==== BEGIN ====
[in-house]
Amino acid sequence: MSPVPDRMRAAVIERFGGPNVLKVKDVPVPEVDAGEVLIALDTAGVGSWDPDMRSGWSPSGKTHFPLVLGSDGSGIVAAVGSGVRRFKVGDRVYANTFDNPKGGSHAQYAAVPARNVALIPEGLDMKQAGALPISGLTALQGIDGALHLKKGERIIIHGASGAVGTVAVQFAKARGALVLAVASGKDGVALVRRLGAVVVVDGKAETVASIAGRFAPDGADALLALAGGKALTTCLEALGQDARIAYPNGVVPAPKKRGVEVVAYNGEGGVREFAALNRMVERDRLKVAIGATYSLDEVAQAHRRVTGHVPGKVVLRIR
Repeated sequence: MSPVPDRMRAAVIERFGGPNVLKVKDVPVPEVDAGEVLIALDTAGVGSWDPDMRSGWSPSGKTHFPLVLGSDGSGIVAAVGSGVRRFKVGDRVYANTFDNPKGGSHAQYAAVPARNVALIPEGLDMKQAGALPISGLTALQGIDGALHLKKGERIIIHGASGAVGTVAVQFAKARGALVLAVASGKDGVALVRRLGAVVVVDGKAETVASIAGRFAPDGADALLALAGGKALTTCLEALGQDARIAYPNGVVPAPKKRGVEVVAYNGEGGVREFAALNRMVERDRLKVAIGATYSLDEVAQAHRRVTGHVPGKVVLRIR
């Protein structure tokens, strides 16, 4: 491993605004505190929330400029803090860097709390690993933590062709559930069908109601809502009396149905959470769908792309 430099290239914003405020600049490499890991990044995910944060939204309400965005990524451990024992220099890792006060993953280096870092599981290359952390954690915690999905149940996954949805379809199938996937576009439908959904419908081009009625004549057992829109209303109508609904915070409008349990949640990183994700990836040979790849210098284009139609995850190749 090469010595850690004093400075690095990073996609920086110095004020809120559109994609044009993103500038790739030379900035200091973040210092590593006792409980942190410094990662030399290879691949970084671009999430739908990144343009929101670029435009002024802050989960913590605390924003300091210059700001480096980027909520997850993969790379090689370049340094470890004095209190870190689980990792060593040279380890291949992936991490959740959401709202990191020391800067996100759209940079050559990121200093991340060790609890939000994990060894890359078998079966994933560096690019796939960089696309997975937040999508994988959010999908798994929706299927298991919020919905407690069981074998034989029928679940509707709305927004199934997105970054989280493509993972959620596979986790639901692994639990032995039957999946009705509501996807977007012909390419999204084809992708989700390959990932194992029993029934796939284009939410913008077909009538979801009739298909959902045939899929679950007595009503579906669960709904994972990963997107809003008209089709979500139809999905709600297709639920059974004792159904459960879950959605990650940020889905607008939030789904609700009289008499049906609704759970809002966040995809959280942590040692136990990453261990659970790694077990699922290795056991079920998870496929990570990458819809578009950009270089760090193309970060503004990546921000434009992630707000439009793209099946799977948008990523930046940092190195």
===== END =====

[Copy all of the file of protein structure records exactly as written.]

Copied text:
[in-house]
Amino acid sequence: MSPVPDRMRAAVIERFGGPNVLKVKDVPVPEVDAGEVLIALDTAGVGSWDPDMRSGWSPSGKTHFPLVLGSDGSGIVAAVGSGVRRFKVGDRVYANTFDNPKGGSHAQYAAVPARNVALIPEGLDMKQAGALPISGLTALQGIDGALHLKKGERIIIHGASGAVGTVAVQFAKARGALVLAVASGKDGVALVRRLGAVVVVDGKAETVASIAGRFAPDGADALLALAGGKALTTCLEALGQDARIAYPNGVVPAPKKRGVEVVAYNGEGGVREFAALNRMVERDRLKVAIGATYSLDEVAQAHRRVTGHVPGKVVLRIR
Repeated sequence: MSPVPDRMRAAVIERFGGPNVLKVKDVPVPEVDAGEVLIALDTAGVGSWDPDMRSGWSPSGKTHFPLVLGSDGSGIVAAVGSGVRRFKVGDRVYANTFDNPKGGSHAQYAAVPARNVALIPEGLDMKQAGALPISGLTALQGIDGALHLKKGERIIIHGASGAVGTVAVQFAKARGALVLAVASGKDGVALVRRLGAVVVVDGKAETVASIAGRFAPDGADALLALAGGKALTTCLEALGQDARIAYPNGVVPAPKKRGVEVVAYNGEGGVREFAALNRMVERDRLKVAIGATYSLDEVAQAHRRVTGHVPGKVVLRIR
């Protein structure tokens, strides 16, 4: 491993605004505190929330400029803090860097709390690993933590062709559930069908109601809502009396149905959470769908792309 430099290239914003405020600049490499890991990044995910944060939204309400965005990524451990024992220099890792006060993953280096870092599981290359952390954690915690999905149940996954949805379809199938996937576009439908959904419908081009009625004549057992829109209303109508609904915070409008349990949640990183994700990836040979790849210098284009139609995850190749 090469010595850690004093400075690095990073996609920086110095004020809120559109994609044009993103500038790739030379900035200091973040210092590593006792409980942190410094990662030399290879691949970084671009999430739908990144343009929101670029435009002024802050989960913590605390924003300091210059700001480096980027909520997850993969790379090689370049340094470890004095209190870190689980990792060593040279380890291949992936991490959740959401709202990191020391800067996100759209940079050559990121200093991340060790609890939000994990060894890359078998079966994933560096690019796939960089696309997975937040999508994988959010999908798994929706299927298991919020919905407690069981074998034989029928679940509707709305927004199934997105970054989280493509993972959620596979986790639901692994639990032995039957999946009705509501996807977007012909390419999204084809992708989700390959990932194992029993029934796939284009939410913008077909009538979801009739298909959902045939899929679950007595009503579906669960709904994972990963997107809003008209089709979500139809999905709600297709639920059974004792159904459960879950959605990650940020889905607008939030789904609700009289008499049906609704759970809002966040995809959280942590040692136990990453261990659970790694077990699922290795056991079920998870496929990570990458819809578009950009270089760090193309970060503004990546921000434009992630707000439009793209099946799977948008990523930046940092190195």